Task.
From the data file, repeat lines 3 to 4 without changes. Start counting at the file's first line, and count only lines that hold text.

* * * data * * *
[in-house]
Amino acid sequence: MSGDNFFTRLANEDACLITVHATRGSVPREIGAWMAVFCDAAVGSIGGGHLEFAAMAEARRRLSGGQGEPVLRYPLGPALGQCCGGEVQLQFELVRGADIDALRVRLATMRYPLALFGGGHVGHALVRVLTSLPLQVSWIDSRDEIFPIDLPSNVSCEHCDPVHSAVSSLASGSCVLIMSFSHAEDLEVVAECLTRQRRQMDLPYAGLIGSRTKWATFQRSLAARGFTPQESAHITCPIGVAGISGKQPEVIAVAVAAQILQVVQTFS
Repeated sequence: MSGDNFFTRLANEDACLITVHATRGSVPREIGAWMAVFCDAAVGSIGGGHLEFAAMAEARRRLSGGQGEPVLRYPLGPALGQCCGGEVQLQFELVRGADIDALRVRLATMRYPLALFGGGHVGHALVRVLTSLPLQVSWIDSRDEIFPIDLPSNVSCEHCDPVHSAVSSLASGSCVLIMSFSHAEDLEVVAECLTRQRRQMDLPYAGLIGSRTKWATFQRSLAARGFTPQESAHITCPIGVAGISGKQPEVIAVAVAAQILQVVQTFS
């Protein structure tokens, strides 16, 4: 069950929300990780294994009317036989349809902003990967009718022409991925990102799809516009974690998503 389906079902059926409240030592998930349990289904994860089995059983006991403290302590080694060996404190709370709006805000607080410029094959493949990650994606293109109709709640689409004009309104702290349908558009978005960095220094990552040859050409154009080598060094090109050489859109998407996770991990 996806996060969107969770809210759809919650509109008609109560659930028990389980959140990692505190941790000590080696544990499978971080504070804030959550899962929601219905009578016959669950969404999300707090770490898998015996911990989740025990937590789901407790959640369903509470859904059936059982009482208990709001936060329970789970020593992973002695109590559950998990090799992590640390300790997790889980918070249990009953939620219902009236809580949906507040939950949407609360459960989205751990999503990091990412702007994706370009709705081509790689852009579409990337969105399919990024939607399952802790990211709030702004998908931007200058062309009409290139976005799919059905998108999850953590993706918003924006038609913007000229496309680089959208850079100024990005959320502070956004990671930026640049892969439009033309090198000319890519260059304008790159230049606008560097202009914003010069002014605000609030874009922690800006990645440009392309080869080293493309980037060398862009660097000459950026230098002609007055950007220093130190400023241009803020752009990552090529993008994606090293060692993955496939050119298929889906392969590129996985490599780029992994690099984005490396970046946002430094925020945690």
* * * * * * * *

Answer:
Repeated sequence: MSGDNFFTRLANEDACLITVHATRGSVPREIGAWMAVFCDAAVGSIGGGHLEFAAMAEARRRLSGGQGEPVLRYPLGPALGQCCGGEVQLQFELVRGADIDALRVRLATMRYPLALFGGGHVGHALVRVLTSLPLQVSWIDSRDEIFPIDLPSNVSCEHCDPVHSAVSSLASGSCVLIMSFSHAEDLEVVAECLTRQRRQMDLPYAGLIGSRTKWATFQRSLAARGFTPQESAHITCPIGVAGISGKQPEVIAVAVAAQILQVVQTFS
């Protein structure tokens, strides 16, 4: 069950929300990780294994009317036989349809902003990967009718022409991925990102799809516009974690998503 389906079902059926409240030592998930349990289904994860089995059983006991403290302590080694060996404190709370709006805000607080410029094959493949990650994606293109109709709640689409004009309104702290349908558009978005960095220094990552040859050409154009080598060094090109050489859109998407996770991990 996806996060969107969770809210759809919650509109008609109560659930028990389980959140990692505190941790000590080696544990499978971080504070804030959550899962929601219905009578016959669950969404999300707090770490898998015996911990989740025990937590789901407790959640369903509470859904059936059982009482208990709001936060329970789970020593992973002695109590559950998990090799992590640390300790997790889980918070249990009953939620219902009236809580949906507040939950949407609360459960989205751990999503990091990412702007994706370009709705081509790689852009579409990337969105399919990024939607399952802790990211709030702004998908931007200058062309009409290139976005799919059905998108999850953590993706918003924006038609913007000229496309680089959208850079100024990005959320502070956004990671930026640049892969439009033309090198000319890519260059304008790159230049606008560097202009914003010069002014605000609030874009922690800006990645440009392309080869080293493309980037060398862009660097000459950026230098002609007055950007220093130190400023241009803020752009990552090529993008994606090293060692993955496939050119298929889906392969590129996985490599780029992994690099984005490396970046946002430094925020945690």